Last weekend, after three days of being a hermit, gorging myself on delicious food from my mum’s fridge and luxuriating in bed until 10am, I was ready to get out and about. Emma, my dear best friend from university, has recently moved to Kent, so we decided to have a Kent tourist day as opposed to our usual London tourist day. We did some research and picked out a beautiful nearby National Trust property, Scotney Castle, and off we went on what turned out to be a fairly sunny Saturday to explore.
The drive over to Lamberhurst, the small village where the castle is situated, was absolutely lovely; we drove down meandering lanes that opened up into tiny, gorgeous little villages with ponds and pubs and ancient churches, and when the hedges disappeared from the sides of the country roads, we were treated to spectacular views across the fields, already starting to blaze with autumnal glory. My heart just sang with joy the whole way; I had missed the unassuming beauty of the English countryside.
We arrived at Scotney Castle just in time for lunch. After a sandwich from the very nice cafe, we flashed our membership cards and wandered down to the main house. The house was built in 1837, in the fake Jacobean style popular at the time. It was designed very much as a family home, and it feels like it; the rooms are not overly large, and feel warm, comfortable and happy. It was actually lived in until 2006, when the Trust took it over, which I think is why it feels so homely. Every room was filled with books, which delighted me; unusually for the National Trust, which normally stocks its homes with books from a central bank, all of the books actually came with the house, and seeing the choices on the shelves gave me a small window into the tastes and habits of its former owners. The last owner, Christopher Hussey, was a well known architect who gave his home to the Trust, and wrote a regular column for Country Life. As such the shelves were heaving with related books on design and heritage and local history, but there were also plenty of middlebrow favourites, presumably his wife’s; I spotted some E F Bensons, as well as Vita Sackville-West’s The Edwardians, and an Elizabeth Von Arnim or two.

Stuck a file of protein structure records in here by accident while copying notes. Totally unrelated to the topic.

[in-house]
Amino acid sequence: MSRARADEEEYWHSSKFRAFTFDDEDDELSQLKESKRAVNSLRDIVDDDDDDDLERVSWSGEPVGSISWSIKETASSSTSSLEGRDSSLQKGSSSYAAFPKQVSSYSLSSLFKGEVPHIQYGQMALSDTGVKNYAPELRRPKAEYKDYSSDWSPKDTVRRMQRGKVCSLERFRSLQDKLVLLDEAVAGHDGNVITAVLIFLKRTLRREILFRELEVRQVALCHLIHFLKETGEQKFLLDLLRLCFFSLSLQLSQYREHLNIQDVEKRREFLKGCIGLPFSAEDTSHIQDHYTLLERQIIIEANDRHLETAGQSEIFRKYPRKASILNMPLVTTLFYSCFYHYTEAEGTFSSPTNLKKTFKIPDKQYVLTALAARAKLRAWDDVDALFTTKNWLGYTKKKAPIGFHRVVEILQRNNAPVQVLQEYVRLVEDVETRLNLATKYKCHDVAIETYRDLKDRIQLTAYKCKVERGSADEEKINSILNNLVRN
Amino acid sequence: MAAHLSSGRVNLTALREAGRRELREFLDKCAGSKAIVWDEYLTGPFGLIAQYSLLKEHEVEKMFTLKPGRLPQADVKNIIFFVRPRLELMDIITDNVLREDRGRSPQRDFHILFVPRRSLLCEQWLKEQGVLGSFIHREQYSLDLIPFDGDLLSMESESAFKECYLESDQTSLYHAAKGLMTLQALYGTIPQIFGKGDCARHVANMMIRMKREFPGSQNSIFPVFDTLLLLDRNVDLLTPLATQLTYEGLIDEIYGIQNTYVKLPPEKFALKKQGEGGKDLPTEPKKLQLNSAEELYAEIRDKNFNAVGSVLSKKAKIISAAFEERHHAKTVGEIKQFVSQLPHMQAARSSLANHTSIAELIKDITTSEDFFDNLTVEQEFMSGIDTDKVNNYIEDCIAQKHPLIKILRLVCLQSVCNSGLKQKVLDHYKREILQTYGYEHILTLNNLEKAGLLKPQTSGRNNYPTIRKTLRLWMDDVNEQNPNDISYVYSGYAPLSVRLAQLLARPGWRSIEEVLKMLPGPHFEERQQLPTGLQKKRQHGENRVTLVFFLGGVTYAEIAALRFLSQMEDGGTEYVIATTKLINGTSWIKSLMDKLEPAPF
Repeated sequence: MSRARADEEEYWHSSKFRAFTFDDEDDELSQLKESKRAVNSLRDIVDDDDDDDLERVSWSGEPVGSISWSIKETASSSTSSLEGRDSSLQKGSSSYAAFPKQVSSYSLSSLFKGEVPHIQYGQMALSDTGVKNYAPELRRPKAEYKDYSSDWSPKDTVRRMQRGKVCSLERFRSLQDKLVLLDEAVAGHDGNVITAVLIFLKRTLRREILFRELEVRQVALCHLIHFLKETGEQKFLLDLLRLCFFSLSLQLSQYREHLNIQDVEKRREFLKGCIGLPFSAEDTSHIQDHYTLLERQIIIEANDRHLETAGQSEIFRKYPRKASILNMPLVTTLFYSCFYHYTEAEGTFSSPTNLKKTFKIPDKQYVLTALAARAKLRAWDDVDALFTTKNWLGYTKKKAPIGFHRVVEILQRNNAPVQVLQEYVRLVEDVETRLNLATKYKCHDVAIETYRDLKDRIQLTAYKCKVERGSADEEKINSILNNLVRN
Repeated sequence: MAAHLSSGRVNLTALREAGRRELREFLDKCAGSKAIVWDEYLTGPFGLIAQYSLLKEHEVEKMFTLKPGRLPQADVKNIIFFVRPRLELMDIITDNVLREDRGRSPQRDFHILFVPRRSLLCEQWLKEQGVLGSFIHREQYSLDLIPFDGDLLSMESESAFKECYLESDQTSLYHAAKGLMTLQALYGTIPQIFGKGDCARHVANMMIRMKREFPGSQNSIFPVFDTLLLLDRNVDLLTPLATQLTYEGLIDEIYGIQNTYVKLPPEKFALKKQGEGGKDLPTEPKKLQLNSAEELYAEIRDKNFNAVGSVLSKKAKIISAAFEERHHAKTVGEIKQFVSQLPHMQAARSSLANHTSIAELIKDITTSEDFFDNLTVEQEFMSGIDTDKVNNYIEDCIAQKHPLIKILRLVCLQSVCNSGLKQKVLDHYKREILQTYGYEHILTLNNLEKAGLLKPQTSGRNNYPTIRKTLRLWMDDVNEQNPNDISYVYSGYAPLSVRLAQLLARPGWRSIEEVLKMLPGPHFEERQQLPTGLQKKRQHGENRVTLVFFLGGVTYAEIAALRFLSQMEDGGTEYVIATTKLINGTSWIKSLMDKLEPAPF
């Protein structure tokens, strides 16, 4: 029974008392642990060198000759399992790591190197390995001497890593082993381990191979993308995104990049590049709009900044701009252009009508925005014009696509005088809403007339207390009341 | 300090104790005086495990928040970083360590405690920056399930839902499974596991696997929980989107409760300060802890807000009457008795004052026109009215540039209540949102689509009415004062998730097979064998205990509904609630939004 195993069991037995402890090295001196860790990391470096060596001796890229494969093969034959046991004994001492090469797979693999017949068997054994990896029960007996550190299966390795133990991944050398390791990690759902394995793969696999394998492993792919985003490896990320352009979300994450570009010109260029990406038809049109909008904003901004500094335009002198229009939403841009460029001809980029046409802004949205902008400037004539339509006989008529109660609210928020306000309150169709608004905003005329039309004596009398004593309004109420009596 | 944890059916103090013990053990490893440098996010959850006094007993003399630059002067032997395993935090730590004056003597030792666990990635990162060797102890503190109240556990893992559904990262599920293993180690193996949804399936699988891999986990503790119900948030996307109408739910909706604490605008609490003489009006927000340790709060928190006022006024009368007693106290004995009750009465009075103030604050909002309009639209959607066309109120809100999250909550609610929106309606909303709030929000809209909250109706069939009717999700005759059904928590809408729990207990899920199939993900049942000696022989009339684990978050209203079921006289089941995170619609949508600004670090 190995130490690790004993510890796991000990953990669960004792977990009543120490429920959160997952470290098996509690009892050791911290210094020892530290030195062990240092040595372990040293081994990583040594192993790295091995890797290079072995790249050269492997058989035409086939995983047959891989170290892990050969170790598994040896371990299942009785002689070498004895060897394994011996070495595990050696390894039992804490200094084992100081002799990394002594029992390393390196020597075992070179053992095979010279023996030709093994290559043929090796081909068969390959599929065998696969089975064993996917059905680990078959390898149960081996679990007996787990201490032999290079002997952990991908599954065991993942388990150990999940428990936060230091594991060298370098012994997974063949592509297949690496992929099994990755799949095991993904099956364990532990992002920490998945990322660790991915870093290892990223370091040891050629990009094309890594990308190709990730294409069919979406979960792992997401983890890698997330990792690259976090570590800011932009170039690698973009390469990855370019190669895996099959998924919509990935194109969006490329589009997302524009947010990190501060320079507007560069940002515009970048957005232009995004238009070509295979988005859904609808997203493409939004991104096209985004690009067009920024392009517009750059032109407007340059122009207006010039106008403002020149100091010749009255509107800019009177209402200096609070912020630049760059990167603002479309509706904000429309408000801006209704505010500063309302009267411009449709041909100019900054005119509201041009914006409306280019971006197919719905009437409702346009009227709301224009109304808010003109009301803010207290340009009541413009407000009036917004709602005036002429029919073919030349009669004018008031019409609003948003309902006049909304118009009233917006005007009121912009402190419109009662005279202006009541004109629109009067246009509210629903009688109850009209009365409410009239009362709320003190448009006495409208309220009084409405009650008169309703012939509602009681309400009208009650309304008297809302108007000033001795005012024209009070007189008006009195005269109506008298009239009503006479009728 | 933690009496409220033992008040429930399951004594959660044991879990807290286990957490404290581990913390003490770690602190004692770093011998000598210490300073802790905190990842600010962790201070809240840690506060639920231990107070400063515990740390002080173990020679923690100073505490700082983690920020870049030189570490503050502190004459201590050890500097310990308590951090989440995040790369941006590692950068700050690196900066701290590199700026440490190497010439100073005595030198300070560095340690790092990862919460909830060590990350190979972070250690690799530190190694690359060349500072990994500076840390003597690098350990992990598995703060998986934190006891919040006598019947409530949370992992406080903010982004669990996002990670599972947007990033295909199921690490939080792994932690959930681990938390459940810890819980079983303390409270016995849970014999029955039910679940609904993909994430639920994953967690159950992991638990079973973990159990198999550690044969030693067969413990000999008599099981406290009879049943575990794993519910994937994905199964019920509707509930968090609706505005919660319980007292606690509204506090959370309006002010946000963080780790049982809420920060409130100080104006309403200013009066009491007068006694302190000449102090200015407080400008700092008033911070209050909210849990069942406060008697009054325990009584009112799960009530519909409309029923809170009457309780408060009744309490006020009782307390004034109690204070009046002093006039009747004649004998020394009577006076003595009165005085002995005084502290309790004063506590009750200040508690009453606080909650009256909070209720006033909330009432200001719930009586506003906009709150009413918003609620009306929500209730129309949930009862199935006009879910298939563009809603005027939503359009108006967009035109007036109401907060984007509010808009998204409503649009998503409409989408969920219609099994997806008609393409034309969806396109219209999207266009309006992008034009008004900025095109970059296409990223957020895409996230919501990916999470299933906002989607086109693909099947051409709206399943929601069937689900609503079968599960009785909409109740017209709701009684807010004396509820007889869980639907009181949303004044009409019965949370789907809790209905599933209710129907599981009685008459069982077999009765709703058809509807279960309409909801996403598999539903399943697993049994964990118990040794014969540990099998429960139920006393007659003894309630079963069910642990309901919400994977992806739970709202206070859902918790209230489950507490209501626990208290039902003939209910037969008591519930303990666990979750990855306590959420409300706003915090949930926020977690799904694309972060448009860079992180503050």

The house, however, was not the main attraction. Down in the valley, amidst breathtakingly beautiful gardens, sits a 14th century half ruined castle on an island in the middle of a moat. Picturesquely dismantled by Edward Hussey when he had the new house built in 1837, it became a folly rather than a home, and you can’t go inside, but my goodness, it is stunning. It’s truly the stuff fairytales are made of. The gardens are wonderful too, and there is a magnificent quarry garden, built in the pit made by the extraction of sandstone used for the building of the new house. Apparently it contains a dinosaur footprint, but I didn’t spot that!
After a leisurely stroll through the gardens, which offer wide ranging views across the surrounding countryside, we stopped off for tea and scones and chatting before a brief stop in the shop. I find all National Trust shops totally irresistible and always find myself buying things I don’t need and can’t afford. This time however I snapped up a copy of this for just £10 and am now busily browsing it, looking for our next location in which to have an adventure. Sissinghurst is probably top of the list at the moment, though I am also desperate to see Monk’s House. And Smallhythe Place. This part of England has so much history and it’s a pleasure to be back amongst it!